NEW DELHI: Nearly 12 years after the infamous ‘Radia tapes‘ singed the reputations of many, including politicians, industrialists, lawyers and journalists, the Centre Wednesday told the Supreme Court that the CBI inquiry into the intercepted conversations revealed no criminality.
CBI had registered 14 preliminary enquiries in this regard, additional solicitor general Aishwarya Bhati informed a bench of Justices D Y Chandrachud, Hima Kohli and P S Narasimha.
This amounted to giving a clean chit to corporate lobbyist Niira Radia, who appeared to have had connections across social, political, bureaucratic and journalistic circles and her intercepted telephonic conversations that had purportedly ranged from fixing individual problems to appointment of ministers in the Cabinet to dictating journalists what is to be written.
Additional solicitor general Aishwarya Bhati on Wednesday informed the SC bench that the matter pertaining to the Radia tapes has virtually become infructuous as the concerns of petitioner Ratan N Tata, chairman emeritus of Tata group, seeking protection of his privacy and restraint on media from publishing excerpts of intercepted conversations with corporate lobbyist Niira Radia has been substantially taken care of by amendments to the Indian Telegraph Act to strengthen the interception procedure and by the 2017 ruling of the nine-judge bench of the SC in Puttaswamy case elevating right to privacy as part of right to life.
But NGO ‘Centre for PIL’, which had sought making public the conversations, through advocate Prashant Bhushan said he would study the matter to answer the court’s query — “what more is required to be done in this matter”. The bench told Bhushan that if he had a separate cause of action arising from any of the issues, he could file a separate petition. The Supreme Court adjourned the case to October 17.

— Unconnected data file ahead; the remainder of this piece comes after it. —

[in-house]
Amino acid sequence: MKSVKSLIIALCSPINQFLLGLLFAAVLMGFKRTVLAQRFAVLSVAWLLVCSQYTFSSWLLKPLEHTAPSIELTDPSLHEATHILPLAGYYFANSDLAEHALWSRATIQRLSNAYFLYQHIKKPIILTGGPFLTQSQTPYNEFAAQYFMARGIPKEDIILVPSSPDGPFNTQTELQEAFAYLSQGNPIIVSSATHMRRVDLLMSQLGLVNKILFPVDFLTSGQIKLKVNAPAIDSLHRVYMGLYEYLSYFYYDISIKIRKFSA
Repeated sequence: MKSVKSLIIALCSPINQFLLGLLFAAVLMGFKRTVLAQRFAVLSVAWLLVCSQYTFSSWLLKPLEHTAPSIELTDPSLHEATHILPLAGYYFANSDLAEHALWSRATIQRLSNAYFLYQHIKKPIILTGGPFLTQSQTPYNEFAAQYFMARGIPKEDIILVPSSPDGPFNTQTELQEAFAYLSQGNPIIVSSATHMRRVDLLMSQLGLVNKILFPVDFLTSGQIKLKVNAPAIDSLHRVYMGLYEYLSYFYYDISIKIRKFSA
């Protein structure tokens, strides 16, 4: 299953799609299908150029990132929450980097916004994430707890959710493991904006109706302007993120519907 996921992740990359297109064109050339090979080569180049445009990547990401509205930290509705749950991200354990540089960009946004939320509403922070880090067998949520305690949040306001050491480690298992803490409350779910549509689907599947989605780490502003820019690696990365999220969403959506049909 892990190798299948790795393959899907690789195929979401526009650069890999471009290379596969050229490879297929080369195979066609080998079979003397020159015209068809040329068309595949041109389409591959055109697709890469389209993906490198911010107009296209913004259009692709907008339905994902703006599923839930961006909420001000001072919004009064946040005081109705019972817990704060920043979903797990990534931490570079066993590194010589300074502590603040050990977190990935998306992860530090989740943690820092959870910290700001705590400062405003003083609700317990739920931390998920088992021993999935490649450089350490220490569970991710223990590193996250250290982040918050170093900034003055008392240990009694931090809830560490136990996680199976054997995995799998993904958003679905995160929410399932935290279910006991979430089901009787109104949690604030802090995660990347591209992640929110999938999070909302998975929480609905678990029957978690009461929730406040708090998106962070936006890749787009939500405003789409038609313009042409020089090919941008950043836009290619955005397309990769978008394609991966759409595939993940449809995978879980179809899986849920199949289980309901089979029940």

Till 2012, the leaked excerpts of the intercepted calls of Radia with others and the subsequent probe ordered by the SC was hitting headlines on a daily basis. On the orders of a SC bench headed by Justice G S Singhvi, the I-T department, which had intercepted Radia’s telephone calls on the direction from the finance ministry, had submitted transcripts of all 5,851 call records on January 8, 2013.
On February 21, 2013, the SC had constituted a special team of officers from the CBI and I-T department to go through the transcripts and “submit a report whether the conversations give indication of commission of criminal offence by the conversationists”. The team submitted a report on July 30, 2013.
On July 31, 2013, the CBI had volunteered before the SC to “make inquiries into some of the matters mentioned in the report”. The CBI filed a sealed cover report on its investigations on March 25, 2014.
The last effective hearing was held on April 29, 2014, when the SC had framed following issues for adjudication in Tata’s 2010 writ petition – Right to privacy vis-avis the government; Right to privacy vis-a-vis the media; and the Right to information.
“The issue with regard to the criminality or illegality in awarding various contracts etc. to the private parties which has surfaced in the recorded conversations between various persons will be taken up after the completion of hearing of the aforementioned three issues before us,” the bench had said.